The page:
Visitors to Government Museum on Sunday can see Lord Shiva in his many forms and postures.
As part of World Heritage Day celebrations, the Museum has put together an impressive collection of Chola bronze idols of the Hindu deity.
On display at the two-day exhibition, inaugurated on Saturday, is an idol of Chandrasekara, who stands erect with four hands which hold the usual attributes — axe (‘parasu’) and an antelope (‘mrga’) — and the crescent moon conspicuous in his ‘jatamakuta’ (matted hair made up in the form of a headdress).
According to a curator of the bronze section of the museum, the deity’s usual ornaments are necklaces, armlets, anklets and a girdle. In the north, the trident is common.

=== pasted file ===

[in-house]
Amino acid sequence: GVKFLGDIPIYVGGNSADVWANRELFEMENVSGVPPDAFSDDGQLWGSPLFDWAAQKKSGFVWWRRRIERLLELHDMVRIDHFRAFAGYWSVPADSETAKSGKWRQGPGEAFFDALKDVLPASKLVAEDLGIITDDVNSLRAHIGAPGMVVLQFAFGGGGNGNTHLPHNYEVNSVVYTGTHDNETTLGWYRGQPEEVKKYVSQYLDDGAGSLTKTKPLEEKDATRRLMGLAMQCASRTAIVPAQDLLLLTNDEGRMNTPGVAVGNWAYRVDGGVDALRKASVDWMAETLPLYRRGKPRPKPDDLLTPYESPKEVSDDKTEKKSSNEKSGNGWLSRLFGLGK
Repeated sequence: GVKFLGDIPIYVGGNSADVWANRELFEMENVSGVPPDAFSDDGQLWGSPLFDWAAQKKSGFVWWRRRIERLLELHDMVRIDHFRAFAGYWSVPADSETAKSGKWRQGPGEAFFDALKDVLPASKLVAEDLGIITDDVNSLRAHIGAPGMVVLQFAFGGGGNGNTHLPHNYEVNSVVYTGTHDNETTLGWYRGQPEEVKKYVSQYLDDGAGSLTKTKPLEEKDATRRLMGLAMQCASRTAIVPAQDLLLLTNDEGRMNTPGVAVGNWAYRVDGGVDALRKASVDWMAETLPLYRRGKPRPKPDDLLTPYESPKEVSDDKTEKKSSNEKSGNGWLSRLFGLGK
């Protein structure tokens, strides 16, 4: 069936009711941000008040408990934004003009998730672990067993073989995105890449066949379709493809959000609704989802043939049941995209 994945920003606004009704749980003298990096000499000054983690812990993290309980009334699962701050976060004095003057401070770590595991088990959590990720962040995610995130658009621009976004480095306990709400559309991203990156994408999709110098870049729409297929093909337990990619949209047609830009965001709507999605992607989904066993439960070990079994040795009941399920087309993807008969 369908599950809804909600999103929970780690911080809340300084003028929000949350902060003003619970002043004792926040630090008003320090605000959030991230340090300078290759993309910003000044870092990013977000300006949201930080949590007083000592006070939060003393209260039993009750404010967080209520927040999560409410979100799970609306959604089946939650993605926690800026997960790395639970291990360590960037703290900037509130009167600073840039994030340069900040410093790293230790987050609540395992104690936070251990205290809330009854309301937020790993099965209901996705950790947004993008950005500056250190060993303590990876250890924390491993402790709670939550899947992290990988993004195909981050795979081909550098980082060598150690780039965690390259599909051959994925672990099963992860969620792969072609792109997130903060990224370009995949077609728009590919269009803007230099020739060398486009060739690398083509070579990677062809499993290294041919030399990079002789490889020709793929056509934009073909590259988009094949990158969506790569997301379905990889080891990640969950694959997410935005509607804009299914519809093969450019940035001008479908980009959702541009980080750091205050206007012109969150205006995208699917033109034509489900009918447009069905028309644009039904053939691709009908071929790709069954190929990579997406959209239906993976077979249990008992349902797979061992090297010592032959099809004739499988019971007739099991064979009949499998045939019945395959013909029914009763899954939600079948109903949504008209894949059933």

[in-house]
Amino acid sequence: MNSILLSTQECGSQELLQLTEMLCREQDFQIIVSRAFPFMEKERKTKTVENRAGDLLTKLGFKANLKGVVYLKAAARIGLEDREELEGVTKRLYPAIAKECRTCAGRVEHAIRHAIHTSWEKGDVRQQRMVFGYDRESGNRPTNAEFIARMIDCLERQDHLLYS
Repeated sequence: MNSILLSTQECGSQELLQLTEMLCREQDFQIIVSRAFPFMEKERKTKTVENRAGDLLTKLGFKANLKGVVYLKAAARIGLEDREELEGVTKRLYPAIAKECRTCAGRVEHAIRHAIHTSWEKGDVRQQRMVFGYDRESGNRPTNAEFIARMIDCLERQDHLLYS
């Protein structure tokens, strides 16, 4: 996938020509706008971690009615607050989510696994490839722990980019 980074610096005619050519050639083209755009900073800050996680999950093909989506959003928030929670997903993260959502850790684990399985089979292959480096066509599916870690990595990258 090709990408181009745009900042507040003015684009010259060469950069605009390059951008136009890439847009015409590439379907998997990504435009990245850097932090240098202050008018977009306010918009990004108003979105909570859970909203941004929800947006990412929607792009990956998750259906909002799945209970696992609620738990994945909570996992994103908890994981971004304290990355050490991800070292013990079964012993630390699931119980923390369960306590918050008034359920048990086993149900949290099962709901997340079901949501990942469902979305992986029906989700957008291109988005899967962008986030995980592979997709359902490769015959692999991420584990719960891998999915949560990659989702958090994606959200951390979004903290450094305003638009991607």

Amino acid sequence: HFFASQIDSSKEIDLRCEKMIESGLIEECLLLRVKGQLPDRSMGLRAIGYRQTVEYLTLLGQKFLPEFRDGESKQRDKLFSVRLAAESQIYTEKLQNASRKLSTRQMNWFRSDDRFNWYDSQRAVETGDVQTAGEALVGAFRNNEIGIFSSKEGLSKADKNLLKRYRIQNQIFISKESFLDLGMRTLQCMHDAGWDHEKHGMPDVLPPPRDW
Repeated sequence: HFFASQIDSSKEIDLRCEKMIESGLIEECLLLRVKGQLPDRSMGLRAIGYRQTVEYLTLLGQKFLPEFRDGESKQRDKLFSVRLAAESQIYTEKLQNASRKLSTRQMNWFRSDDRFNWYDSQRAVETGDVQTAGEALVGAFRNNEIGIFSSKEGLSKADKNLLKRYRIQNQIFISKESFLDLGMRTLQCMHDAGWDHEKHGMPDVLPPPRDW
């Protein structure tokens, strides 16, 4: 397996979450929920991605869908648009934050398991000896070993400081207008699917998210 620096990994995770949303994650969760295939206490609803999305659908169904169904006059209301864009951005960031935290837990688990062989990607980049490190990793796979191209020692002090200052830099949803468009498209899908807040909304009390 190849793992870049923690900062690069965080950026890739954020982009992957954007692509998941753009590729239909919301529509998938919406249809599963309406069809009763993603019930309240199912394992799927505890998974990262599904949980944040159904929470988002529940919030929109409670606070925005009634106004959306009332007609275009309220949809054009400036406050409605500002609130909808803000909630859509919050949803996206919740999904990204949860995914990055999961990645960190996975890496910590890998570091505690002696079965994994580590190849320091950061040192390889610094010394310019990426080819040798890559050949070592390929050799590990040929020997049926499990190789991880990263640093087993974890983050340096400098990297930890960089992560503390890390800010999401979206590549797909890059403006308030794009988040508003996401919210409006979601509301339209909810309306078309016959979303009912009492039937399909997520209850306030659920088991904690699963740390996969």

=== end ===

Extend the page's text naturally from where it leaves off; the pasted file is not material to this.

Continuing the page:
In some of the idols, Shiva is seen with his consort Parvati as Pradoshamurthi, Umamaheswara, Umasahita (where he is seated in the padmasana along with Parvati). In another display, he is represented as Kalyanasundara in which he is seen holding the right hand of Parvati.
All the idols, with the exception of the Veenadhari Dakshinamurthi, belong to the 12 and 13 centuries and are likely to be from Tanjore and Nagapattinam areas, the curator said. The idol of Dakshinamurthi, the teacher and inspirer of the mystic truth belongs to the Chola–Pallava transition period.
The exhibition was inaugurated by R. Kannan, principal secretary, tourism, culture, HR and CE and museum departments.